wrote this for my bros at the Soda Shop. check them out.
by Steve Janiak
Recorded live at Bloodstock Open Air Festival in 2012, A Eulogy For The Fans
is Orange Goblin’s first crack at a live album, and they do not
disappoint. The warts-and-all approach suits these hell-raising English
lads: it kicks off at full steam, cranked to 11, and rarely lets up.
Make no mistake: this is the sound of getting your ass kicked.
Orange Goblin are the bastard children of Motörhead and Black Sabbath, with satisfying,
reptilian-brain riffs and powerful, caveman wails from “Big” Ben Ward.
With less of a nod to their more drug-induced, psychedelic past, A Eulogy For The Fans steamrolls through pile driver after pile driver, with two thirds of the album coming from the three previous records; Eulogy for the Damned(2012), Healing Through Fire(2007), and Thieving from the House of God(2004).
Only two songs in, it already feels like a week-long coke
binge, driving top speed on the autobahn, passing locomotives in a blur
and flying over the edge into a Valhalla of heavy metal fire. “I feel
like I’m losing my mind!” Ward screams in “Ballad of Solomon Eagle.”
Indeed, it feels like we’re locked together in a padded cell and our
only salvation is more blistering heavy metal.
By the time I get to the classic “Time Traveling Blues,” the title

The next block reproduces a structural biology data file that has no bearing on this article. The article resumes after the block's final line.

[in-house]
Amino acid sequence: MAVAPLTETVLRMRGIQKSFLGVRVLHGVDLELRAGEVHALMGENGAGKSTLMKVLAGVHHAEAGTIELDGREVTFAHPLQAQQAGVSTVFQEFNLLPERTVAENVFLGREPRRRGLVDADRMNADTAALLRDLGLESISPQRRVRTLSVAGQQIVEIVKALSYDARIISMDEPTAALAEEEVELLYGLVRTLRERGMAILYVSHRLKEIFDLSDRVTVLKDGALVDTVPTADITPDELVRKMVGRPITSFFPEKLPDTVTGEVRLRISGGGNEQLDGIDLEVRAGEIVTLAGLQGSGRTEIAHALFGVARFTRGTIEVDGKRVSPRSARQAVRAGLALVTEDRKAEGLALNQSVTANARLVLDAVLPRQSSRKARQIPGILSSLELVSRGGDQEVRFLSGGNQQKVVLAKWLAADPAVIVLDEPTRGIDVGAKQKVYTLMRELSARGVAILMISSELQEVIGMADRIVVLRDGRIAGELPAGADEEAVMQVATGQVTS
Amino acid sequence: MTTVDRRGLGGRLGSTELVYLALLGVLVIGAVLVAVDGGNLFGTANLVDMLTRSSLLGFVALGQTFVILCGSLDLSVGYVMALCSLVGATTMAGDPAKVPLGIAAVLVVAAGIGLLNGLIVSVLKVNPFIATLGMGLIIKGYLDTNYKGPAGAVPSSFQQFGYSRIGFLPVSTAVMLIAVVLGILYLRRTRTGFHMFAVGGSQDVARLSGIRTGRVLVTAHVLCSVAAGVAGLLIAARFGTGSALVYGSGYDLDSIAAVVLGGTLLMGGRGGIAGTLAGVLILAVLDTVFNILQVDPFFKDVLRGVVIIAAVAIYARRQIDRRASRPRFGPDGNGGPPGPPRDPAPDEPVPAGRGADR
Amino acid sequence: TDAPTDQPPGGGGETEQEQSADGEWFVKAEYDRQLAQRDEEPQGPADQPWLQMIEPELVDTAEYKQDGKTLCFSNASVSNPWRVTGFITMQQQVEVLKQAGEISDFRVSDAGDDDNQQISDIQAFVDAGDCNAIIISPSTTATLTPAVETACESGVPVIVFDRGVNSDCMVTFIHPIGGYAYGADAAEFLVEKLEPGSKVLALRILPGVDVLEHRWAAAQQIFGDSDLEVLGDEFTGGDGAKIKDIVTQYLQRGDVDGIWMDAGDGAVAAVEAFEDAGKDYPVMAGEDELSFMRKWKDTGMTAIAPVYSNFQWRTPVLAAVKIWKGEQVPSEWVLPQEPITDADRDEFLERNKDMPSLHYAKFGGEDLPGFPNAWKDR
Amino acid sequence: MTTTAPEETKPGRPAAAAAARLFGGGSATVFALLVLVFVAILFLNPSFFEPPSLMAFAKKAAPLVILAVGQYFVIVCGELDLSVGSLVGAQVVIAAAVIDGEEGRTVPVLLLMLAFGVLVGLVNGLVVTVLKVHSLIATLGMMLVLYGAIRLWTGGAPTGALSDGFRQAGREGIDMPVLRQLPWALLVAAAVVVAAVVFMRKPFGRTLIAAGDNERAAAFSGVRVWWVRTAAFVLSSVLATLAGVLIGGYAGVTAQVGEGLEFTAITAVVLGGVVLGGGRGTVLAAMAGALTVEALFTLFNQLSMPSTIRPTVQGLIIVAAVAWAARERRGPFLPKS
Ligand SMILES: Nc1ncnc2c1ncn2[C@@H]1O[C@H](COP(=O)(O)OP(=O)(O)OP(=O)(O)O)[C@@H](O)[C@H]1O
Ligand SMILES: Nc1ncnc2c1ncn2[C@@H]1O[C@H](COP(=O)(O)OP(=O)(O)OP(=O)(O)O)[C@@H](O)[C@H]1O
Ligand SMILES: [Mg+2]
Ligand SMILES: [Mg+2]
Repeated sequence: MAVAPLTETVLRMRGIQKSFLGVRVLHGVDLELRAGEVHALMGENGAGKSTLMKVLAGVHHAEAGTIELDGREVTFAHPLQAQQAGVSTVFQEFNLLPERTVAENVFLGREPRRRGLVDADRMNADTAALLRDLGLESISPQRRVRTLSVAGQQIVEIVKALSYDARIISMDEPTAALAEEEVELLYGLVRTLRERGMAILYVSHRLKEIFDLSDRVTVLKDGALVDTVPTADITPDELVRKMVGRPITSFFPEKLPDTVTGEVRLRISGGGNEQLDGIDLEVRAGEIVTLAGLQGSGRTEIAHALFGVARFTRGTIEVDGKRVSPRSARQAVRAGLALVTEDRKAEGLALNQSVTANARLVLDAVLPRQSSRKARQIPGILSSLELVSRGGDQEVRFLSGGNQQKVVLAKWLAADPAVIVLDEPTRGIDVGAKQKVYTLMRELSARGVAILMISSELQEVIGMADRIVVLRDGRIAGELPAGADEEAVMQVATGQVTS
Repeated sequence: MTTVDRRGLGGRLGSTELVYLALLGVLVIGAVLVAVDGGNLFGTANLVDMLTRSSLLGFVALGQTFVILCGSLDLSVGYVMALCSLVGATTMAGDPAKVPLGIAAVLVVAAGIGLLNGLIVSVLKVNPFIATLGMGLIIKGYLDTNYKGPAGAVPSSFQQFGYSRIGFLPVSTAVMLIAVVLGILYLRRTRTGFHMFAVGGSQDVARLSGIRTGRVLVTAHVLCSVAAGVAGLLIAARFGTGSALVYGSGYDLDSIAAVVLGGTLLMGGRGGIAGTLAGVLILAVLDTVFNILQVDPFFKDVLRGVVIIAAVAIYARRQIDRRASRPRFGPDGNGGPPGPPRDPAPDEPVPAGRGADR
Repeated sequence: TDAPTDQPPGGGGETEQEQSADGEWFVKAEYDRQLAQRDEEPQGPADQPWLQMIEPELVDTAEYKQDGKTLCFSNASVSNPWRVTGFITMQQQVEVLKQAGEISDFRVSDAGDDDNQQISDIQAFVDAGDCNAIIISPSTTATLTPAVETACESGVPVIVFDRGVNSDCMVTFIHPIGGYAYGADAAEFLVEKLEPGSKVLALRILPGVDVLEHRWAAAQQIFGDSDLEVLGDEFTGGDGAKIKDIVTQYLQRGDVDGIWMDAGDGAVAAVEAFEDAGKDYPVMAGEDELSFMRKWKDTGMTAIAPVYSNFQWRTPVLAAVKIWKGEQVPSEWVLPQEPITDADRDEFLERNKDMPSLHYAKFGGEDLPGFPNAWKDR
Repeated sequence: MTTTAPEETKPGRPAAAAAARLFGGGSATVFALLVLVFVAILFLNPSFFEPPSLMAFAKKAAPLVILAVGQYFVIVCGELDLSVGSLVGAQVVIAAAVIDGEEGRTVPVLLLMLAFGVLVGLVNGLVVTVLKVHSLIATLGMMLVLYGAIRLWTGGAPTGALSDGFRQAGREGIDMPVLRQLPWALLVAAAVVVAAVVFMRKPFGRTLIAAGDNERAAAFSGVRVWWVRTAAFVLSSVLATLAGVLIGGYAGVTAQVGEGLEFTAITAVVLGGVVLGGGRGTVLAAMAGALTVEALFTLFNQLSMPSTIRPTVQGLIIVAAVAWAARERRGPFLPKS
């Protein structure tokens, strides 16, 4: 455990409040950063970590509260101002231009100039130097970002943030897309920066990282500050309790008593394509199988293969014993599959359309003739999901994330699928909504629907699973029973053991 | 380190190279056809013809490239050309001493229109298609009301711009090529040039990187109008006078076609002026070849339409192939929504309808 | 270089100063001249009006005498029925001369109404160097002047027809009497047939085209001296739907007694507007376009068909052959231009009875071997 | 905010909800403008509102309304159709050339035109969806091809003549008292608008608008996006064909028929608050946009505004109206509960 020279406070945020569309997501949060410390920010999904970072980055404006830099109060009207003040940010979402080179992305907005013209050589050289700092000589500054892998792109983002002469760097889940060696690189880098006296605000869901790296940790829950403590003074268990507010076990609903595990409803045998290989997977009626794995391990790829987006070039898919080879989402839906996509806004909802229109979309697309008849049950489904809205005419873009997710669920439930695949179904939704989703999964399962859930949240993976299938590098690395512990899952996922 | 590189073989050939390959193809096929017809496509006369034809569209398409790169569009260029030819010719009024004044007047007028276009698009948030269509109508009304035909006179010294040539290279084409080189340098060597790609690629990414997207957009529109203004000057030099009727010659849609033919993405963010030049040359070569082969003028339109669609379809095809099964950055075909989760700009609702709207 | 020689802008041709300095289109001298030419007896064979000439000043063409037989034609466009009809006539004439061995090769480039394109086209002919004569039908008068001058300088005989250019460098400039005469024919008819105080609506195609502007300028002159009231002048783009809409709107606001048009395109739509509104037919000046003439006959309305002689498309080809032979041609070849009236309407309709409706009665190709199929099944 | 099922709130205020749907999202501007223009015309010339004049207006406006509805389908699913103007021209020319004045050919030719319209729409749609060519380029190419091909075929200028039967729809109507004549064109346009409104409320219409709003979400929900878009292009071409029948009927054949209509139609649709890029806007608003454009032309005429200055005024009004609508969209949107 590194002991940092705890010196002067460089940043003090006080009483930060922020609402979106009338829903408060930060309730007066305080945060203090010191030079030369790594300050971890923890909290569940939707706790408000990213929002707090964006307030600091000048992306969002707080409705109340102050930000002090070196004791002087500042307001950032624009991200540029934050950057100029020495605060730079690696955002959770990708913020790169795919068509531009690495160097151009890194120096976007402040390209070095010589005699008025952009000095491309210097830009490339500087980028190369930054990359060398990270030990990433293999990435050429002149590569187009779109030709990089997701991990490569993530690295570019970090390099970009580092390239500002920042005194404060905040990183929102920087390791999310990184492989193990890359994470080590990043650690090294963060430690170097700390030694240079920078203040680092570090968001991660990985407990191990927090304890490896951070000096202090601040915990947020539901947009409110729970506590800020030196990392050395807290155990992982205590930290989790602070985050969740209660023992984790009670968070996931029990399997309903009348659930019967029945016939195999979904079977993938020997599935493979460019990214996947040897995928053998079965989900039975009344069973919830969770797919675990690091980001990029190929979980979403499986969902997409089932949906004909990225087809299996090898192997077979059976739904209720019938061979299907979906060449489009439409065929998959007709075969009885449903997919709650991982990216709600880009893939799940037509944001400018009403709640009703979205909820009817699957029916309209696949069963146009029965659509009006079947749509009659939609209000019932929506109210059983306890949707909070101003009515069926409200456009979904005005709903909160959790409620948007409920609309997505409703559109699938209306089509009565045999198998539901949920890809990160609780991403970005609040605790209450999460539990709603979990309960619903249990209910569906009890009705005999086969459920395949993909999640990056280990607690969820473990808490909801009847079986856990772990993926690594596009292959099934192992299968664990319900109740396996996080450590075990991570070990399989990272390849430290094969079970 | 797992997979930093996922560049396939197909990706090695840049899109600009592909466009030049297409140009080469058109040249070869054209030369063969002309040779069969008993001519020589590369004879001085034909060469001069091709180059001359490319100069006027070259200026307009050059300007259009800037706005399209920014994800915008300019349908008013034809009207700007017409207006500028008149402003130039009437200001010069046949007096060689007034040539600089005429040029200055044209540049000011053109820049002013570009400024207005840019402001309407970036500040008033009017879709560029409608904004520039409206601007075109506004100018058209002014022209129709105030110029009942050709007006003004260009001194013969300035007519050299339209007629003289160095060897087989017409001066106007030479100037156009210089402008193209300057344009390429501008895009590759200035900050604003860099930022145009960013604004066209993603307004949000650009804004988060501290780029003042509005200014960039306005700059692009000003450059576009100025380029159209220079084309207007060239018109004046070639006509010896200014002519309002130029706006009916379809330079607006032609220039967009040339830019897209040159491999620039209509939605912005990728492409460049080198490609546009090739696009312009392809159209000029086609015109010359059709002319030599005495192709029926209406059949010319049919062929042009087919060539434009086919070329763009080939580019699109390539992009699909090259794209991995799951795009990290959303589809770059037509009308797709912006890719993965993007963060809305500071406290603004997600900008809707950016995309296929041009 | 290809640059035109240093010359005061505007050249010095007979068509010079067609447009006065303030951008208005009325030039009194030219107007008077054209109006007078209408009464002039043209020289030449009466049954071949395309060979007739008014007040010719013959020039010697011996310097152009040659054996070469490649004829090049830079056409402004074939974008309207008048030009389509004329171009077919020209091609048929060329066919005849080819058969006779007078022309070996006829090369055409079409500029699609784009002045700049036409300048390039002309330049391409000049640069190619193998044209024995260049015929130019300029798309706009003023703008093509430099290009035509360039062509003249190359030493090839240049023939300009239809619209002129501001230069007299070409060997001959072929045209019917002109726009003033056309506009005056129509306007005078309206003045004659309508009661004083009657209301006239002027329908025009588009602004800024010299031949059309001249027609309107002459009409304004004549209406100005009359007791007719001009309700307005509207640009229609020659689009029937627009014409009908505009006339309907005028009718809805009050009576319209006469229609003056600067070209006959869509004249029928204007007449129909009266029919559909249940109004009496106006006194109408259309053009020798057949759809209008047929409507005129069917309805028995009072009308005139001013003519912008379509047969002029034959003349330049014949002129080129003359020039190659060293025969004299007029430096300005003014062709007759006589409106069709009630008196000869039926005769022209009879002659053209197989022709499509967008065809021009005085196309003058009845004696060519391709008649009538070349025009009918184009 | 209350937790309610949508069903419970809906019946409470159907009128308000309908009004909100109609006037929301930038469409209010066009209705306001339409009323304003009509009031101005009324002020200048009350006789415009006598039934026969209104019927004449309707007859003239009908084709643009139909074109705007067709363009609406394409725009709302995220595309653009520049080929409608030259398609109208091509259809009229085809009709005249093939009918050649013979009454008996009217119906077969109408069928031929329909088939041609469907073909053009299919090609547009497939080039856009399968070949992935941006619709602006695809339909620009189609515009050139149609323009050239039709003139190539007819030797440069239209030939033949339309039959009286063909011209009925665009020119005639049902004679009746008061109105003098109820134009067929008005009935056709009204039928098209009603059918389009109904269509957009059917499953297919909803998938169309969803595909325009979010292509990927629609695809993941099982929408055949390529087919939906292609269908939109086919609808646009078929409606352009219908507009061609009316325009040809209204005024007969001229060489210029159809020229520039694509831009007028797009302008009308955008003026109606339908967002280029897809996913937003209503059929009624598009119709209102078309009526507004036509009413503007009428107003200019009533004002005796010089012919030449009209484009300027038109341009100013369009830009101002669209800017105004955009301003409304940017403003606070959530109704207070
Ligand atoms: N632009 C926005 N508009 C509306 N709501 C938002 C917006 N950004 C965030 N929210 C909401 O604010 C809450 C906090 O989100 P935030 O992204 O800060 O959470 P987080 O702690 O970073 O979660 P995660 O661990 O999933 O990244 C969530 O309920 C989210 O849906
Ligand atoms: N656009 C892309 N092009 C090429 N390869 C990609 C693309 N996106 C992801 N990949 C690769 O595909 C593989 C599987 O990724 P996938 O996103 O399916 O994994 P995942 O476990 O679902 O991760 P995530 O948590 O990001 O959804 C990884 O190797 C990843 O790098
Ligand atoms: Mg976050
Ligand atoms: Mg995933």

track from their 1999 album, I’m transported back in time to Orange
Goblin’s younger days, when their southern rock roots were shamelessly
(and gloriously) on display. The only song on the entire disc with a
laid back, relaxed groove, this song shows the depth that lurks under
the bombast of the live Orange Goblin experience.
The carnage picks back up with “Some You Win, Some You Lose.” At some
point it dawns on me that Orange Goblin have been a ‘one guitar band’
for close to 10 years, but not a drop of rock and roll fury has been
left behind. Joe Hoare (guitars) and Martyn Millard (bass) fill the
nooks and crannies between the big riffs like crazed Renaissance
masters, while drummer Chris Turner deftly keeps the insanity on an even
keel. These chaps have been doing it for quite a while now and the
chemistry is thick and palpable.
Other highlights include the excellent lumbering doom of “The Fog”
and the manic tension of “Acid Trial,” with its’ spooky refrain:
“Nothing is Real!”
Eventually I get to the sweet dessert of the platter, the unforgettable OG of OG: “Blue Snow,” (from Time Traveling Blues) followed by “Quincy the Pigboy” and “Scorpionica” (both from the 2000 masterpiece The Big Black).
While the latter two may be a bit rougher around the edges in terms of
vocals, the effortless energy never wavers. The beast that is Orange
Goblin came and conquered another stage and another crowd, only this
time there is a live record to prove it. Well done, gentlemen.